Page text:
The Kaka-beak, Clianthus puniceus, is listed as Endangered on The IUCN Red List of Threatened Species™. It is named due to its striking clusters of red flowers which resemble the beak of the Kaka, a New Zealand parrot, and has a restricted range, occurring in scattered subpopulations from Northland to Hawkes Bay on New Zealand’s North Island. This assessment needs updating with greater clarity required on the numbers now left in the wild, which could possibly lead to a change in its current status.
The Kaka-beak is found in forest margins and flaxland, where it is threatened as a result of browsing by goats, pigs, deer and possums. In addition, this species is a popular ornamental plant with large, bright red flowers, and the illegal collection of seedlings has caused a notable decline in numbers in recent years. Only 200 plants are thought to remain in the wild. Many populations are also threatened by fire, weed control, natural succession, and the unstable, erosion prone nature of the habitats in which they are found.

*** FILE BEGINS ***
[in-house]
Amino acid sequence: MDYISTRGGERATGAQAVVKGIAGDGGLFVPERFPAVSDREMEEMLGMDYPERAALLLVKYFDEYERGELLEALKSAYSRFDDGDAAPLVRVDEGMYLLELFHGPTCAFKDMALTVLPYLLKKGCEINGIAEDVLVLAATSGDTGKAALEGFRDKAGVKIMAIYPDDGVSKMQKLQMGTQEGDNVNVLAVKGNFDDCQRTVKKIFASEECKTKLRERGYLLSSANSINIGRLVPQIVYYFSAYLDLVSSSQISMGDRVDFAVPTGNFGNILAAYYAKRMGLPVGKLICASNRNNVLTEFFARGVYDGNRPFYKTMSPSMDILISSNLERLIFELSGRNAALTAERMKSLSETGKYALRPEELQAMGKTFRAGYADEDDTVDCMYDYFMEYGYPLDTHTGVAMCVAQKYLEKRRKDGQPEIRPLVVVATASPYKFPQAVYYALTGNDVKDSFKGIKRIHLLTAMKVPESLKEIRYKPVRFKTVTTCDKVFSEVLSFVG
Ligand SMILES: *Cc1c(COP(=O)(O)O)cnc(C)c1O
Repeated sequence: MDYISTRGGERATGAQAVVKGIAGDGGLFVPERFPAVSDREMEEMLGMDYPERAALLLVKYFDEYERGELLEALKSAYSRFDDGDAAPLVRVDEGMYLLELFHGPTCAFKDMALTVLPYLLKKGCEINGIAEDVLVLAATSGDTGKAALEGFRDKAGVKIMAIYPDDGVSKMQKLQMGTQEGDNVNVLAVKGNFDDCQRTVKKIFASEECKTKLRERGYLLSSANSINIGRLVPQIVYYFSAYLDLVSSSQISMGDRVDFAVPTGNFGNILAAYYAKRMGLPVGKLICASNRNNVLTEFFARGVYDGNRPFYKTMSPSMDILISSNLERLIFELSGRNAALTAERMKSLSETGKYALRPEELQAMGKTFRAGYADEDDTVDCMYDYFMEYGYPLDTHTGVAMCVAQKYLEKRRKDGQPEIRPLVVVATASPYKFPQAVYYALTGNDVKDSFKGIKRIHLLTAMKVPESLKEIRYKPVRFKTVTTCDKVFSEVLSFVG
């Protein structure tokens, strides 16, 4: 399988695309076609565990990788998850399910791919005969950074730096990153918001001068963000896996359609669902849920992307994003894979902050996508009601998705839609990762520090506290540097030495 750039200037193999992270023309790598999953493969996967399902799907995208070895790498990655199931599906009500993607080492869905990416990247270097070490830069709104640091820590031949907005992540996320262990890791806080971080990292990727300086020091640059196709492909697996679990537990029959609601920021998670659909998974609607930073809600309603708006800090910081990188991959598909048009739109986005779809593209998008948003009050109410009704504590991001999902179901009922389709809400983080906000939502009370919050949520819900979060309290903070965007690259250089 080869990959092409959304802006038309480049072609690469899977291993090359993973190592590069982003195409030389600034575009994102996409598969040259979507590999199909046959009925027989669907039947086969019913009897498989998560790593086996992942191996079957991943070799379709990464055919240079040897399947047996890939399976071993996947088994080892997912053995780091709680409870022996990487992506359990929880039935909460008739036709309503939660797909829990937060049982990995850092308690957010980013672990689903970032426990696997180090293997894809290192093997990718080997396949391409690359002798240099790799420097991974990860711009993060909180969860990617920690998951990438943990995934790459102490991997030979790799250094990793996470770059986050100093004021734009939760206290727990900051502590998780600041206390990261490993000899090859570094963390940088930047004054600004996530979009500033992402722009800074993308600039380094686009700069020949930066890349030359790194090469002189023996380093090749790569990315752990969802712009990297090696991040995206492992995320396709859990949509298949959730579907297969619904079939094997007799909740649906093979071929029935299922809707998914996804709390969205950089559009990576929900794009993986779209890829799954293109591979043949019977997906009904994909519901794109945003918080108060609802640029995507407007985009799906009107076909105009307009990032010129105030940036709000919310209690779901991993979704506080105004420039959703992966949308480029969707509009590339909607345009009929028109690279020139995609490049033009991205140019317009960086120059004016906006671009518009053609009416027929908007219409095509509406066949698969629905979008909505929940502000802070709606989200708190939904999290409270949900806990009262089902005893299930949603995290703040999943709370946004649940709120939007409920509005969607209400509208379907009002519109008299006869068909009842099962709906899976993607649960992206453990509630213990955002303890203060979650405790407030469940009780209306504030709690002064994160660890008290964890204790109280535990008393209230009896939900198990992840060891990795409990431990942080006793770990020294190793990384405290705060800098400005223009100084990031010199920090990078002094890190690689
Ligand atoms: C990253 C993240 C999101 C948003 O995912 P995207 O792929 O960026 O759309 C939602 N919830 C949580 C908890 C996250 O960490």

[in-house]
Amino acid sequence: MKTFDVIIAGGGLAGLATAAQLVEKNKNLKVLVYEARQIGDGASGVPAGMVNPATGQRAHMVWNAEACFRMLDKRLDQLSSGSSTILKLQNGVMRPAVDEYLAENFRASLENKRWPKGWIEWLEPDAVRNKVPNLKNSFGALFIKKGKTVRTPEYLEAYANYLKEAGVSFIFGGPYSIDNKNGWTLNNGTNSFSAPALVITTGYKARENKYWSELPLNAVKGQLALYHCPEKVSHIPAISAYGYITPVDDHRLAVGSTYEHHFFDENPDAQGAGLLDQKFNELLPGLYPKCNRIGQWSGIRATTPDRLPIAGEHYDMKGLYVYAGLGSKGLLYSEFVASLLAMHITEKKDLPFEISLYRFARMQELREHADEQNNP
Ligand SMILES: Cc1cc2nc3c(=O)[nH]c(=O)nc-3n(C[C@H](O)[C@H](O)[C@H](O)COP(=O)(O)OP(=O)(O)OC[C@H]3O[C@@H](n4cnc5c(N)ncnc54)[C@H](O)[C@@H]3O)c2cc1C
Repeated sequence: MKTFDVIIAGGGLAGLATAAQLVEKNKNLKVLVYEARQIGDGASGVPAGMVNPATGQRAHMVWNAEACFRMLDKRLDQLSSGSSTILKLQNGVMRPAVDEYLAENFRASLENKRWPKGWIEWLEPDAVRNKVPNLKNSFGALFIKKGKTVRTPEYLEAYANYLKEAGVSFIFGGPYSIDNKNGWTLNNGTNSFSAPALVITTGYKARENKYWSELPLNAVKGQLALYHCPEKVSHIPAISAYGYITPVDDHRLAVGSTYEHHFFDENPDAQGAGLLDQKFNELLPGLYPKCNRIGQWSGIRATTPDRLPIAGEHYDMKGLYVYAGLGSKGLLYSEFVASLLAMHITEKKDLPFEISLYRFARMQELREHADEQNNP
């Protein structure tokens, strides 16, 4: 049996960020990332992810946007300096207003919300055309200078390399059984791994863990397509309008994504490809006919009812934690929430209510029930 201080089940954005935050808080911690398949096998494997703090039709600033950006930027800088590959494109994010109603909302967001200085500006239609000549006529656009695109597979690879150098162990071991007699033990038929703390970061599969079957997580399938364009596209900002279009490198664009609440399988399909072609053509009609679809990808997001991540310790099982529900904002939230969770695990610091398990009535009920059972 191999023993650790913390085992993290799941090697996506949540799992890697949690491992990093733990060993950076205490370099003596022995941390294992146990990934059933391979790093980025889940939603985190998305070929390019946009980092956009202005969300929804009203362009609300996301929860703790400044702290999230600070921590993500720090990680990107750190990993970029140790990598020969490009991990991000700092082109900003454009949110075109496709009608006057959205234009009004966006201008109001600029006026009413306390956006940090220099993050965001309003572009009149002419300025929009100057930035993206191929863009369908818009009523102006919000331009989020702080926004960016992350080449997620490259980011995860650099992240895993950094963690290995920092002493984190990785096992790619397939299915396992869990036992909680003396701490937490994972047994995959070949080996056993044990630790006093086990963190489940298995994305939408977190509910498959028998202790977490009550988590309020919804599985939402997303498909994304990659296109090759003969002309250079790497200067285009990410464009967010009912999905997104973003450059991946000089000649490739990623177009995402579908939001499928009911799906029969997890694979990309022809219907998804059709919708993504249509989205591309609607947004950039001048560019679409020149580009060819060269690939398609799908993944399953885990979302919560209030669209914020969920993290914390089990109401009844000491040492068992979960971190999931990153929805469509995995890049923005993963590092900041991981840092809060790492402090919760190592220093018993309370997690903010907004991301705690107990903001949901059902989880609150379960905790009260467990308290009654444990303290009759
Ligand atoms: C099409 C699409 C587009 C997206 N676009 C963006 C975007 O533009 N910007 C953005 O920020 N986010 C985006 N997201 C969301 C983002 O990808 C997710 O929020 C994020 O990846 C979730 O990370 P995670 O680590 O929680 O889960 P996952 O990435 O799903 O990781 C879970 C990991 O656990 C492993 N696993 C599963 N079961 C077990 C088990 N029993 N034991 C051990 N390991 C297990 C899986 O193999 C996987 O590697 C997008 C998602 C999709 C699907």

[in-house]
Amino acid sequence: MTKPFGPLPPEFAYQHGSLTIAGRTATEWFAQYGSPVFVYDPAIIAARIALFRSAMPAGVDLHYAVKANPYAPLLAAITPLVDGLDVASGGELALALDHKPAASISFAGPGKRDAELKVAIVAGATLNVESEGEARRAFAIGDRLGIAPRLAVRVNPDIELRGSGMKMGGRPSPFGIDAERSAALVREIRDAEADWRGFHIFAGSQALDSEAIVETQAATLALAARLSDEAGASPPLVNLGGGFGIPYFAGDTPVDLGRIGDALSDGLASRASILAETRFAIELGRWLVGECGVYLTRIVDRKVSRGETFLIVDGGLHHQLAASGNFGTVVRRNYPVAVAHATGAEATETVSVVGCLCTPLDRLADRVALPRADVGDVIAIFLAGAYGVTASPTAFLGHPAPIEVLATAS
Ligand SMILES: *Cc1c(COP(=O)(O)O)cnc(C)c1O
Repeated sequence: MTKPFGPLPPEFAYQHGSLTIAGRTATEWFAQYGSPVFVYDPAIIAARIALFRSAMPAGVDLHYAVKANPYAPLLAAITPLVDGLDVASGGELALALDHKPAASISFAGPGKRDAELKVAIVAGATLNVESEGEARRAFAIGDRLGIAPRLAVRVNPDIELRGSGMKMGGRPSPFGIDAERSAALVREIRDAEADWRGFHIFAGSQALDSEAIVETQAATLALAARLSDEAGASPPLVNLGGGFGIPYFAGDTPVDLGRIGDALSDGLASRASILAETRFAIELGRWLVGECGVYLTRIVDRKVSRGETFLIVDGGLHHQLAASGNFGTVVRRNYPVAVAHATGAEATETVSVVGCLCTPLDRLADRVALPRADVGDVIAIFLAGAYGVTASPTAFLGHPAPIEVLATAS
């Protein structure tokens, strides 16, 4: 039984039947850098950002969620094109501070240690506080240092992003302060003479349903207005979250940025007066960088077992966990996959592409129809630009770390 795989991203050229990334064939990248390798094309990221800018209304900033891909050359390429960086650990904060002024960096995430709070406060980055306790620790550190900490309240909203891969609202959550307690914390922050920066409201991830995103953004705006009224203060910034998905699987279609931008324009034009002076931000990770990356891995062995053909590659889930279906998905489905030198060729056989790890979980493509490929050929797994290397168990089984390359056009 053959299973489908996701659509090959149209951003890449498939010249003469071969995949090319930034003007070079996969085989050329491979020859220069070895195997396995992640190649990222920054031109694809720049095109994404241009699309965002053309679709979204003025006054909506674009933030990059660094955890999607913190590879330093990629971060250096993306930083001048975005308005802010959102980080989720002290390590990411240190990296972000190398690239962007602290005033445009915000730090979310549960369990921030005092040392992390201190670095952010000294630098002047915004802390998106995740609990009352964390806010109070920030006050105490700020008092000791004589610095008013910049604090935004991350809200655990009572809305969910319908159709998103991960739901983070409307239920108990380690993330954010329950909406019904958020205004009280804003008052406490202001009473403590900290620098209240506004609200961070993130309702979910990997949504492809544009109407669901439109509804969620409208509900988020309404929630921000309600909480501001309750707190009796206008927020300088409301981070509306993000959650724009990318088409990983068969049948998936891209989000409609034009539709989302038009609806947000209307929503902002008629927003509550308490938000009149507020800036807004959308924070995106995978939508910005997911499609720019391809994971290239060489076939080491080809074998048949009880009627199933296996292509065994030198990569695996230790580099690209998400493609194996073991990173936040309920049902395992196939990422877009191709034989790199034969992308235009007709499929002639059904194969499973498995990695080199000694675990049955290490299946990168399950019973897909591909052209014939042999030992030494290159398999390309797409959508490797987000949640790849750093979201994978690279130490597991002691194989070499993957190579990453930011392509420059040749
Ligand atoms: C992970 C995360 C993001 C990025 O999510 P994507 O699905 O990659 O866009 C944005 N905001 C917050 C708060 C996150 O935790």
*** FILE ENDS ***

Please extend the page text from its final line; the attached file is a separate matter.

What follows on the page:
There are currently no known conservation measures in place for the Kaka-beak, although most of the remaining individuals of this plant are known to occur within the boundaries of Te Urewera National Park.